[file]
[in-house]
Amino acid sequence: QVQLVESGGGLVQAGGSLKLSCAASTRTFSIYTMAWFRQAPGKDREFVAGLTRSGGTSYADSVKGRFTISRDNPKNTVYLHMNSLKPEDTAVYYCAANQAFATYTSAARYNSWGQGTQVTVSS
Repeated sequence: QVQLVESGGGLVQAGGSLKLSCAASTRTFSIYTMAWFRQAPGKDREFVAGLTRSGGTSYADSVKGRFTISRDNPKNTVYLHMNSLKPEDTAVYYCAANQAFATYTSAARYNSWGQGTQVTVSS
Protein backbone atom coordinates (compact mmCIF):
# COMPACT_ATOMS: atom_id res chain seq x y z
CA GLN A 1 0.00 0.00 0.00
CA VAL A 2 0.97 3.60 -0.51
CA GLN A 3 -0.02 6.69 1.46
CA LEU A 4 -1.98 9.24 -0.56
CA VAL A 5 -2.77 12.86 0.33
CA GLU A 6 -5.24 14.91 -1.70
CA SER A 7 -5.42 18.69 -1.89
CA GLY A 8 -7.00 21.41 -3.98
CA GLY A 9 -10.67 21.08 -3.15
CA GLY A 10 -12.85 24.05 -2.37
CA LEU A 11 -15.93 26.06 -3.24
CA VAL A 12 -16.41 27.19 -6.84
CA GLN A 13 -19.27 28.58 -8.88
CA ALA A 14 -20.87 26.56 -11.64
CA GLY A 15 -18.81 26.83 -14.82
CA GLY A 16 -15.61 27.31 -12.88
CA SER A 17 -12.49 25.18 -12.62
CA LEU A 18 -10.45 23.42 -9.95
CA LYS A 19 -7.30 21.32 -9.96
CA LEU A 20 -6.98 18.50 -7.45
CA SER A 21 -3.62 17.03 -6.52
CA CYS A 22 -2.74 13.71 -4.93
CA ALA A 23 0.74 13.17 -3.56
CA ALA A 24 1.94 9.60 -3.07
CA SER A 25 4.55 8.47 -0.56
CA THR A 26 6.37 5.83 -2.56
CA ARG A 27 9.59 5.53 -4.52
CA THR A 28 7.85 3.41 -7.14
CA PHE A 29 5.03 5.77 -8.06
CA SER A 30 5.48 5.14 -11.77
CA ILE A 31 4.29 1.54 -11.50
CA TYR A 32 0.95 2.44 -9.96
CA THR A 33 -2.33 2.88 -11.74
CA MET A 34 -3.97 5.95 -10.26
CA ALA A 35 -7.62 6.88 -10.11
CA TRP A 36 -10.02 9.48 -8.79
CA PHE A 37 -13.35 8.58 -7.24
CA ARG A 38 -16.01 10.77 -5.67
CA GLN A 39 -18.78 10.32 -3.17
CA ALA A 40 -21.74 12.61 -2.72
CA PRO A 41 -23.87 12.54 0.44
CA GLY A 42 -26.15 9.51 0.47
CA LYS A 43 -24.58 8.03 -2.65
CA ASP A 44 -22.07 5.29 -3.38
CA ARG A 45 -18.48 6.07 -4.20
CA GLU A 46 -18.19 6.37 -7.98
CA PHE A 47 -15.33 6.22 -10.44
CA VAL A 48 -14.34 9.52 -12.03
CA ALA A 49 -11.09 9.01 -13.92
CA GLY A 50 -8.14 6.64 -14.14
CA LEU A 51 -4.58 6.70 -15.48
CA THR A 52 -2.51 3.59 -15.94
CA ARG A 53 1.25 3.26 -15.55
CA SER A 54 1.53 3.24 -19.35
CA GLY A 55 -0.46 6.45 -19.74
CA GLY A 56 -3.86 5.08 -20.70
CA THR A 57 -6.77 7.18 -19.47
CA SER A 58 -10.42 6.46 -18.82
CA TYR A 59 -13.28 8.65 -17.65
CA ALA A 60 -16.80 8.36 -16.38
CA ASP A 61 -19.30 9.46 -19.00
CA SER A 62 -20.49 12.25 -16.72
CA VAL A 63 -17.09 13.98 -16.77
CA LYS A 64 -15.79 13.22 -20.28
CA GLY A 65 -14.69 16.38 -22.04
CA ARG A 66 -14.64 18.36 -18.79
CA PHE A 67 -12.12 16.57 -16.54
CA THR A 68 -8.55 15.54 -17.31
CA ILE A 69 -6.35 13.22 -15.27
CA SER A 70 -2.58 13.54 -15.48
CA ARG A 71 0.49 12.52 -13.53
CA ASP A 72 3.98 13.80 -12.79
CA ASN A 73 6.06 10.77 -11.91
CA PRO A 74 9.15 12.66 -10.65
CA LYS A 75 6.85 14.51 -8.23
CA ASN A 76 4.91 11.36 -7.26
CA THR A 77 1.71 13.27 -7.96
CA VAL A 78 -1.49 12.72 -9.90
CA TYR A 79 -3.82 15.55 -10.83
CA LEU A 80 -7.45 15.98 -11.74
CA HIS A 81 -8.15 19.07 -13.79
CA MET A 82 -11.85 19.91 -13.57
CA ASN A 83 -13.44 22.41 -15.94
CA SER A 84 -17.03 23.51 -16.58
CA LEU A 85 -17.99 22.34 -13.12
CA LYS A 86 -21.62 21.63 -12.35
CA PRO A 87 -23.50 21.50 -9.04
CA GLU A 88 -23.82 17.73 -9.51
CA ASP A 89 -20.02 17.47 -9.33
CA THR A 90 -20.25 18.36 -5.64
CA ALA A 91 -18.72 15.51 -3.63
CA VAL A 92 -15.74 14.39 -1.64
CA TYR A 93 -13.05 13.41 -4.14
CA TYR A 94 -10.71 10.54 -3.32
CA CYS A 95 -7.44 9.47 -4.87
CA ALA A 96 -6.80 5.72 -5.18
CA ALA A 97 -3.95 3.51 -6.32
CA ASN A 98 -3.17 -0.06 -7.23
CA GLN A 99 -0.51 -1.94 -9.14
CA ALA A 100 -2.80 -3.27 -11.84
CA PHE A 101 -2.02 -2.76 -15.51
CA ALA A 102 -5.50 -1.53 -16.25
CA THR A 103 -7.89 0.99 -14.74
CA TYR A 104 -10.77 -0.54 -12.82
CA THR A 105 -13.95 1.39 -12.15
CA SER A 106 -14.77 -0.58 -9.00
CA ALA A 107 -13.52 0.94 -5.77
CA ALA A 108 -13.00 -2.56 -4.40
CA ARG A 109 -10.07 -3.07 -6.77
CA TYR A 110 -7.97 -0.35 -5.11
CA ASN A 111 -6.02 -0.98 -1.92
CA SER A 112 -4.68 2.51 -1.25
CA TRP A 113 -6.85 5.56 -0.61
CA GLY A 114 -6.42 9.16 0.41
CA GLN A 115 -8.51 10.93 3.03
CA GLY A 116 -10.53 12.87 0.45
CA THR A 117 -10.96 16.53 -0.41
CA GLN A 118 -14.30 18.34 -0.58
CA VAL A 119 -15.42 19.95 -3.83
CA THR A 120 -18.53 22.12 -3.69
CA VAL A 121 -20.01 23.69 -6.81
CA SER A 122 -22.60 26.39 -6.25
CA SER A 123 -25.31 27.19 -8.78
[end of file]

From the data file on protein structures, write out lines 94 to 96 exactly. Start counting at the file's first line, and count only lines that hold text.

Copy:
CA ASP A 89 -20.02 17.47 -9.33
CA THR A 90 -20.25 18.36 -5.64
CA ALA A 91 -18.72 15.51 -3.63